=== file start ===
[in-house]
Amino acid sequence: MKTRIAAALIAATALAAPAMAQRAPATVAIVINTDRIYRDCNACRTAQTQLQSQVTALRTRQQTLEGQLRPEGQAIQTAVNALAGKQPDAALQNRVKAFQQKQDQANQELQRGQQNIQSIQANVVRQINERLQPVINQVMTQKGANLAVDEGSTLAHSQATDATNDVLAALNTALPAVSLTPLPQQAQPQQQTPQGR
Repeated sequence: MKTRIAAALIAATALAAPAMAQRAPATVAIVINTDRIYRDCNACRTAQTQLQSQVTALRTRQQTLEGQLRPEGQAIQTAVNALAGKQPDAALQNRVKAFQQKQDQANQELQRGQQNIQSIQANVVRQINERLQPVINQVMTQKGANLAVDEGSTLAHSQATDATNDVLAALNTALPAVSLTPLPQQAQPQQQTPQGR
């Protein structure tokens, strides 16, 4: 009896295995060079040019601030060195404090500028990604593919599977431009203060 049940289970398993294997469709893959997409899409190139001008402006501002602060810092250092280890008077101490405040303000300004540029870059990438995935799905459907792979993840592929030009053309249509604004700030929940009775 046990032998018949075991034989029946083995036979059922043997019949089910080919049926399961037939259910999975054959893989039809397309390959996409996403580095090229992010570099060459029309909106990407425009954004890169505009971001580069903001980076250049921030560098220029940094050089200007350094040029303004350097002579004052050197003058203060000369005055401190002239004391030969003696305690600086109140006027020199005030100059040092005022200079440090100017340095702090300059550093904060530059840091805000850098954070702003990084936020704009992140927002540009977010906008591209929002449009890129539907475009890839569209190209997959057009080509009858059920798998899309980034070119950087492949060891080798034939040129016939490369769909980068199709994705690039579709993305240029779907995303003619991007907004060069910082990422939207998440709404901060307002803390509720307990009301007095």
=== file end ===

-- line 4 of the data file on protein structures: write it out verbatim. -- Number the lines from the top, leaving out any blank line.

């Protein structure tokens, strides 16, 4: 009896295995060079040019601030060195404090500028990604593919599977431009203060 049940289970398993294997469709893959997409899409190139001008402006501002602060810092250092280890008077101490405040303000300004540029870059990438995935799905459907792979993840592929030009053309249509604004700030929940009775 046990032998018949075991034989029946083995036979059922043997019949089910080919049926399961037939259910999975054959893989039809397309390959996409996403580095090229992010570099060459029309909106990407425009954004890169505009971001580069903001980076250049921030560098220029940094050089200007350094040029303004350097002579004052050197003058203060000369005055401190002239004391030969003696305690600086109140006027020199005030100059040092005022200079440090100017340095702090300059550093904060530059840091805000850098954070702003990084936020704009992140927002540009977010906008591209929002449009890129539907475009890839569209190209997959057009080509009858059920798998899309980034070119950087492949060891080798034939040129016939490369769909980068199709994705690039579709993305240029779907995303003619991007907004060069910082990422939207998440709404901060307002803390509720307990009301007095």